Greece has a population of approximately 11.20 million. Athens is the largest city and capital of Greece, with a population of over four million and a history of more than 6,000 years. The second largest city, Thessaloniki, with one million inhabitants, is located in northern Greece and is an important seaport, cultural focal point, and regional business centre. Other large cities include Piraeus, the main port of Greece, Patras, Volos, Larissa, and Iraklion on the island of Crete. More than 60% of the country’s population resides in cities.
After the re-establishment of democracy in 1974, the social objectives were redefined and new policies were introduced aiming at the expansion of social insurance coverage, improving the access to social services, balancing regional inequalities and reallocating resources. Public expenditure on health, is 4.8% of GDP (2018). Greece has the second highest ratio of number of physicians to people (6.3 per 1,000) (2014), after Cuba.
Modern Greek derives from the same idiom used by Homer and other renowned Greek poets and writers more than 3,000 years ago. Greek was the language of the Gospels and has made a major contribution to all western languages. It is considered one of the oldest languages. Thousands of English words come from the Greek language, sometimes via the Roman adaptation into Latin and then to English.
The Greek Alphabet
The Greek language can be studied through courses offered in Greek universities, state-run institutions, summer schools, private schools and online programs, all of them contributing to the fostering and promotion of the Greek language within and outside Greece, offering at the same time an invaluable insight of Greek culture.
Greek families have always placed a high value on education, which is the right of every citizen and is provided by the Greek state from kindergarten to the university level. Greek people have reached a very high level of education. The country sends more students abroad to study, per capita, than any other country in the world. European and American Universities boast large numbers of students from Greece, many of whom achieve high academic success.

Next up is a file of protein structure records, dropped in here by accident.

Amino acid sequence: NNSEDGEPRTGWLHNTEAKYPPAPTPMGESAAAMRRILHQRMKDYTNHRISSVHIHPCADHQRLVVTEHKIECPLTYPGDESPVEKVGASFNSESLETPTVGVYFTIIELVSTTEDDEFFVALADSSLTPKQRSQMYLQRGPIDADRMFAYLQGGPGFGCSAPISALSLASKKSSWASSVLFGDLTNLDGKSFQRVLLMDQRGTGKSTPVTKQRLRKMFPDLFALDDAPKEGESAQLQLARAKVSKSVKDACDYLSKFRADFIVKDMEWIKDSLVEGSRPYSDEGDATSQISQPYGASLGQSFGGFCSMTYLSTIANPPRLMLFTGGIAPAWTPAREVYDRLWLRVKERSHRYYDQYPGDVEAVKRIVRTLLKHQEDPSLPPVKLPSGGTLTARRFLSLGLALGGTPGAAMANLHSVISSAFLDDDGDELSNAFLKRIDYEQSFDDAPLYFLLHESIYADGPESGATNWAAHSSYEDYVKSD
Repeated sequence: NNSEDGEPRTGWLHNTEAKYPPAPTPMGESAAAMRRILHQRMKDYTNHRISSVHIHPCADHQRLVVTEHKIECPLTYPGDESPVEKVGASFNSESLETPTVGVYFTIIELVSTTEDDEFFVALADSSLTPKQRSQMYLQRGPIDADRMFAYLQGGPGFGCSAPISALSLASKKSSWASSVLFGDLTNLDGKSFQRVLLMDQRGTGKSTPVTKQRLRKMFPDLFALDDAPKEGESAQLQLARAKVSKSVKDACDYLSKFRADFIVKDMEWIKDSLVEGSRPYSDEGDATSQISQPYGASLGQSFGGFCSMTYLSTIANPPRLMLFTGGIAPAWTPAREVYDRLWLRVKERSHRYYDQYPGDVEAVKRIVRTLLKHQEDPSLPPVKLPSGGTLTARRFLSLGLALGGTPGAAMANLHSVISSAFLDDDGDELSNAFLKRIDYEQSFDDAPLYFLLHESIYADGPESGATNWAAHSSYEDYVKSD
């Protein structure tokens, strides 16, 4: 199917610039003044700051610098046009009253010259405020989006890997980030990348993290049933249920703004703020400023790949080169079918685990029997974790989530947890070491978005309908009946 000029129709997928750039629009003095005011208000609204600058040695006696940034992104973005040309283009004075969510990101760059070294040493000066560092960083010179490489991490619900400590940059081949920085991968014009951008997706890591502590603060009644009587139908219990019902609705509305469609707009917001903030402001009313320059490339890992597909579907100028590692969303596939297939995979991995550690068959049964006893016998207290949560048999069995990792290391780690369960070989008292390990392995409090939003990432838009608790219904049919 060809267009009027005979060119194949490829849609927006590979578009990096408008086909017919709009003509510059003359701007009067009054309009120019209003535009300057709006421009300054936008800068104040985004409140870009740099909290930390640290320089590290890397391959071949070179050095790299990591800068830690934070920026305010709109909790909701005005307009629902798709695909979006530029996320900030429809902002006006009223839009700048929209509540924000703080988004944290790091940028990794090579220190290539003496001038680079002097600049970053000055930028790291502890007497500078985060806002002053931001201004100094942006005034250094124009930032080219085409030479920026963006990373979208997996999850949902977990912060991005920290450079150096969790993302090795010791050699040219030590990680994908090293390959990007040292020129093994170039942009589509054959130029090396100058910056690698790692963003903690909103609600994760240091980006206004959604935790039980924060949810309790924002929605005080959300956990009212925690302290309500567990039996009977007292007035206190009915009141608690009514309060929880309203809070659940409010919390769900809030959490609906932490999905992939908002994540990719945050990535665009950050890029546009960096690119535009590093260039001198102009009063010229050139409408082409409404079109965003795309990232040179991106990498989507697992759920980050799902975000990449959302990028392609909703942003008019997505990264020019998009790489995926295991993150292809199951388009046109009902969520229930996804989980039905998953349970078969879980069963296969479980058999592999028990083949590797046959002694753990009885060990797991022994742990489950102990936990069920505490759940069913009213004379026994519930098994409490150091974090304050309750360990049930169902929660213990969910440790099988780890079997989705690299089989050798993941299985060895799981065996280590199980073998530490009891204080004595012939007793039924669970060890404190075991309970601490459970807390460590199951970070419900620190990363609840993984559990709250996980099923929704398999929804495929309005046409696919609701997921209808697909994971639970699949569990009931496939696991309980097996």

The Greek Educational System
The Greek educational system is divided into three levels, namely primary, secondary and tertiary, with an additional post-secondary level providing vocational training. Education in Greece, including pre-school, primary and lower secondary education, is compulsory for all children 6 to 15 years old. The Greek educational system is under the supervision of the Hellenic Ministry of National Education and Religious Affairs (YPEPTH).
Primary and Secondary Education
Primary education is divided into kindergarten lasting one or two years, and primary school (Demotiko) lasting six years, where children are admitted at the age of six. Lower secondary (Gymnasio) schooling is based on a wide curriculum aiming to provide subject-specific knowledge and to prepare pupils for the role of citizens in society. Upper secondary education includes two types of schools in which schooling lasts three years: the Unified Upper Secondary School (Eniaio Lykeio) and the Technical Vocational School (TEE). There are public and private school units of all levels and types of primary and secondary education.
Alongside mainstream schools of primary and secondary education, there are also special-orientation schools (like music, ecclesiastical and athletic lower and upper secondary schools). In addition, programs of intercultural education are provided to repatriated students of Greek origin and to students of foreign or gipsy origin, while minority schools are established for the education of the Muslim minority of Thrace. Last but not least, there are also experimental schools functioning under the supervision of Universities applying experimental methods of teaching.
Higher Education institutions in Greece are fully self-administered legal entities under public law, funded and supervised by the Hellenic Ministry of National Education and Religious Affairs in accordance with Provision 16 of the Constitution. Public higher education is divided into Universities and Polytechnics (AEI), Technological Education Institutes (TEI) and Academies which primarily cater for the military and the clergy. Admission to tertiary education is based on a student’s performance in national level examinations taking place at the end of the third year of upper secondary education.